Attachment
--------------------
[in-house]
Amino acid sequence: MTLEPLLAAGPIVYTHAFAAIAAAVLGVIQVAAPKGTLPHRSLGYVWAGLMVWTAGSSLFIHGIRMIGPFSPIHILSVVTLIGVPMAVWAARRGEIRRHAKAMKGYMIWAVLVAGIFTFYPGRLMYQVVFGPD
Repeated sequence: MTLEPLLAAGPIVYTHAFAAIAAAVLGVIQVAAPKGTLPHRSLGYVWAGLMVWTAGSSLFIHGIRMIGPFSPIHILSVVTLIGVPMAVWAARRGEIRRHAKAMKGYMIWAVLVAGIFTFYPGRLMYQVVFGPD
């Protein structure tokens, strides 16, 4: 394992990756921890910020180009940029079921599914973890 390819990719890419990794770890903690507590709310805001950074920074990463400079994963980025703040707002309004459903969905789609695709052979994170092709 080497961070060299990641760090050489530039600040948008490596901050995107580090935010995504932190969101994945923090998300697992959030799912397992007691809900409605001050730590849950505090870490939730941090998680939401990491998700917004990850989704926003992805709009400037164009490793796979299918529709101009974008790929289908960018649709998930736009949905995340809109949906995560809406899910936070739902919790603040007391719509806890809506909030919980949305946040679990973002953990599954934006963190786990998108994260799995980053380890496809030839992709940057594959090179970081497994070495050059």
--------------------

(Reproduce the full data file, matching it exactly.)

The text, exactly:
[in-house]
Amino acid sequence: MTLEPLLAAGPIVYTHAFAAIAAAVLGVIQVAAPKGTLPHRSLGYVWAGLMVWTAGSSLFIHGIRMIGPFSPIHILSVVTLIGVPMAVWAARRGEIRRHAKAMKGYMIWAVLVAGIFTFYPGRLMYQVVFGPD
Repeated sequence: MTLEPLLAAGPIVYTHAFAAIAAAVLGVIQVAAPKGTLPHRSLGYVWAGLMVWTAGSSLFIHGIRMIGPFSPIHILSVVTLIGVPMAVWAARRGEIRRHAKAMKGYMIWAVLVAGIFTFYPGRLMYQVVFGPD
């Protein structure tokens, strides 16, 4: 394992990756921890910020180009940029079921599914973890 390819990719890419990794770890903690507590709310805001950074920074990463400079994963980025703040707002309004459903969905789609695709052979994170092709 080497961070060299990641760090050489530039600040948008490596901050995107580090935010995504932190969101994945923090998300697992959030799912397992007691809900409605001050730590849950505090870490939730941090998680939401990491998700917004990850989704926003992805709009400037164009490793796979299918529709101009974008790929289908960018649709998930736009949905995340809109949906995560809406899910936070739902919790603040007391719509806890809506909030919980949305946040679990973002953990599954934006963190786990998108994260799995980053380890496809030839992709940057594959090179970081497994070495050059």